You may learn how to work with people, especially the ones you don’t like. You may learn a new skill. Maybe this job is just a stepping stone to the next job…a better job. Maybe it inspires you to be the entrepreneur you’ve always dreamed of being. Maybe you’ll make connections that can help you further down the road. You may even learn something about yourself, if you’re paying attention, that is.

Opportunities stretch us, and grow us into the people we need to become. Don’t waste them.

Life rarely turns out the way we plan, but sometimes the plans are better than we could have ever imagined. But not unless we take the opportunities given us.

Have you ever passed up an opportunity and you wish you could have a “do over?”

Who Knew I Was A Cool Parent?

Most of the time, I feel like a dinosaur.

I still own a flip phone (my friend tells me I should donate it to the Smithsonian), I prefer talking rather than texting, I don’t drive a car (they won’t let epileptics have a license – with good reason), I’m always at least one season behind in styles and technology.

I even parent in an old-fashioned style: my kids don’t have cell phones (ages 11 & 15 – though the 15 yr old will probably get one this year), they don’t have ipads, or the latest in fashions either.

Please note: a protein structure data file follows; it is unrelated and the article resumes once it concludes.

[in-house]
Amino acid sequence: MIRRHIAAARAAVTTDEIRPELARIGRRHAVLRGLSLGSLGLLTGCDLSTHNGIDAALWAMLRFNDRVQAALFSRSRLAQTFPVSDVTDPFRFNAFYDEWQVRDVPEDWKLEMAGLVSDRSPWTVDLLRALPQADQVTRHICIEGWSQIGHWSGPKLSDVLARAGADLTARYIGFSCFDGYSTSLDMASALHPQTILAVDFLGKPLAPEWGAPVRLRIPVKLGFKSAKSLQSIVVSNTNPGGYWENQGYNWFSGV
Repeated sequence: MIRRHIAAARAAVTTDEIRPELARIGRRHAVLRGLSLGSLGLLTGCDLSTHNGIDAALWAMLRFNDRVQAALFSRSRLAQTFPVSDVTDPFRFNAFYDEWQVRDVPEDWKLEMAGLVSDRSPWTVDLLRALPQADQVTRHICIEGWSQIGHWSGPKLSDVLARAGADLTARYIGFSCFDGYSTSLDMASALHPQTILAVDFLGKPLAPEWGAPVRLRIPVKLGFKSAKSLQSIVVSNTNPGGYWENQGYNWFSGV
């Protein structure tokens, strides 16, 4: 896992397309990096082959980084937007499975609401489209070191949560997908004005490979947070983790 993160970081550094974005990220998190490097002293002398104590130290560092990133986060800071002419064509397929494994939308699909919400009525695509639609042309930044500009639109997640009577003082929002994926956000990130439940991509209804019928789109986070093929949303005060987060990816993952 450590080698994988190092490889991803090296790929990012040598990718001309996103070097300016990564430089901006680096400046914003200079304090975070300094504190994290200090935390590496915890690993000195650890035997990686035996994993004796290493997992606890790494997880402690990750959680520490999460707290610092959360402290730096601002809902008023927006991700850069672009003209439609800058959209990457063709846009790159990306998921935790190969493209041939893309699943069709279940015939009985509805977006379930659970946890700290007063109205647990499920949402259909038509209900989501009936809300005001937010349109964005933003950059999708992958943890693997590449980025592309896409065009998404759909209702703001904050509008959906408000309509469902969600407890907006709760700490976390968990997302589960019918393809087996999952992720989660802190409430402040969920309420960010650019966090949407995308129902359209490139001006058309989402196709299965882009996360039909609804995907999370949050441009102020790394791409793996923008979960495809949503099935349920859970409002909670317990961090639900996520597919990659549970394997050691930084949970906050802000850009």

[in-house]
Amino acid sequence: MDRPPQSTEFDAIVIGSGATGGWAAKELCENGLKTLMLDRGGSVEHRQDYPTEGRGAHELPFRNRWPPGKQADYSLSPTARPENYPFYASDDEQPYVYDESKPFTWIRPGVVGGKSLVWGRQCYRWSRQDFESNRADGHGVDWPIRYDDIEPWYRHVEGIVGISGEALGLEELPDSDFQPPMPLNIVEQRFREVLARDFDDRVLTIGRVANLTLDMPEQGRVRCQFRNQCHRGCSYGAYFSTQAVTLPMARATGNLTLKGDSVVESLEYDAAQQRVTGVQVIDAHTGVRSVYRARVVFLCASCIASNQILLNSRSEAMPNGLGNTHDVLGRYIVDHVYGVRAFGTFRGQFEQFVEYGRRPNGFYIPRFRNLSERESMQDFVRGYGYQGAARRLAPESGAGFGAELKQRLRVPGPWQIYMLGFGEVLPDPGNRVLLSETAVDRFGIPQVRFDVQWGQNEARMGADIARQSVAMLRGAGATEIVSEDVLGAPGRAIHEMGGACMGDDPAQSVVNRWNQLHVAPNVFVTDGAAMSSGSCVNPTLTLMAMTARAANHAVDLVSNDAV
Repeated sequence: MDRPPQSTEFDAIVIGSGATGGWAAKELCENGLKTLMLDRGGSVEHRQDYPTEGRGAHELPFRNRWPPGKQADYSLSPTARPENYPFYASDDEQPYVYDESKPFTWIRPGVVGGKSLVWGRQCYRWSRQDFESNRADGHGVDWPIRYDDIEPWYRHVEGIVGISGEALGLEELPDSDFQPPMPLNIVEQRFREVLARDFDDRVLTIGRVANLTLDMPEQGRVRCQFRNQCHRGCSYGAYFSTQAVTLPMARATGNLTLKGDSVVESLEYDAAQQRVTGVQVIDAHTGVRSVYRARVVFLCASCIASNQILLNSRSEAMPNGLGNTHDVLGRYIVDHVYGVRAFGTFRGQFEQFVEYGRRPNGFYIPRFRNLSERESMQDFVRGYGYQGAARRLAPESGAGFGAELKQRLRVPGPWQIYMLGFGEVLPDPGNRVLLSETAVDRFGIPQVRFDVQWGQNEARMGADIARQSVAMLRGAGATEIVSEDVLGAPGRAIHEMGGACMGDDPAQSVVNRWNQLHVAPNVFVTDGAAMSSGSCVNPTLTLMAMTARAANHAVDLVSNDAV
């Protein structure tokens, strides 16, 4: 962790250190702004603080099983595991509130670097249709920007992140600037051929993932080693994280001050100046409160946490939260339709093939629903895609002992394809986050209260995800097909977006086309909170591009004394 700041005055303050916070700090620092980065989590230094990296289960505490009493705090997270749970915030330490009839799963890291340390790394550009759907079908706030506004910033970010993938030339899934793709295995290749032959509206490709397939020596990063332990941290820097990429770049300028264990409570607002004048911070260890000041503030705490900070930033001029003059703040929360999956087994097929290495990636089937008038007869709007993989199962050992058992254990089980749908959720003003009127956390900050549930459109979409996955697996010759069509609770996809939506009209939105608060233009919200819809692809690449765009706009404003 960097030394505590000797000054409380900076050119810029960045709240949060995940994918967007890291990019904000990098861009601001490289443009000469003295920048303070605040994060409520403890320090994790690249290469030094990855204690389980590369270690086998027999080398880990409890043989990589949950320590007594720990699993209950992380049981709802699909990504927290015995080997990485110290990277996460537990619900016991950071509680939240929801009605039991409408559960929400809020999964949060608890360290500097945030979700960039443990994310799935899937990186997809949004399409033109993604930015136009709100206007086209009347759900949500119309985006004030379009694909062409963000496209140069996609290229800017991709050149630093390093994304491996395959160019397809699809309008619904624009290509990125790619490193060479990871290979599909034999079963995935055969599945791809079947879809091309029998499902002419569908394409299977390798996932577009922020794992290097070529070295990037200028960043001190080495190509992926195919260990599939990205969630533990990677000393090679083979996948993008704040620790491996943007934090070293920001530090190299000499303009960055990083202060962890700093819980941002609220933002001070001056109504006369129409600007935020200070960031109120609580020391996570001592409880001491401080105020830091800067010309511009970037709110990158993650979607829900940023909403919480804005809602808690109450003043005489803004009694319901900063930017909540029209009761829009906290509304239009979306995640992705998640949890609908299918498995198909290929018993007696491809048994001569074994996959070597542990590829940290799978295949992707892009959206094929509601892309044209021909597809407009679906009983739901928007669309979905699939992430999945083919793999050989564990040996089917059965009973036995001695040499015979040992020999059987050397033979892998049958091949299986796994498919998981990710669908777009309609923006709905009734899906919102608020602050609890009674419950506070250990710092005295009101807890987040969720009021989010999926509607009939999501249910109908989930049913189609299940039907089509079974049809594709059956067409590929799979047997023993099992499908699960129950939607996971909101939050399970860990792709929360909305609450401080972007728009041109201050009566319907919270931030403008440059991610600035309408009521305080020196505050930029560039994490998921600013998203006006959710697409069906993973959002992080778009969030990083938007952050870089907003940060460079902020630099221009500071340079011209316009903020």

As I’ve mentioned in previous posts, we live in a relatively wealthy area, but we aren’t wealthy. My husband and I joke all the time that we’re bring the property values down. My kids probably won’t go to Ivy League schools, like many of their classmates, unless they get a full ride scholarship. They don’t get to join every club and every sport around…it just isn’t affordable. And I’ve always felt a little guilty about that…not enough to keep me awake at night, but enough for it to bother me.

I am not the definition of a “cool mom.”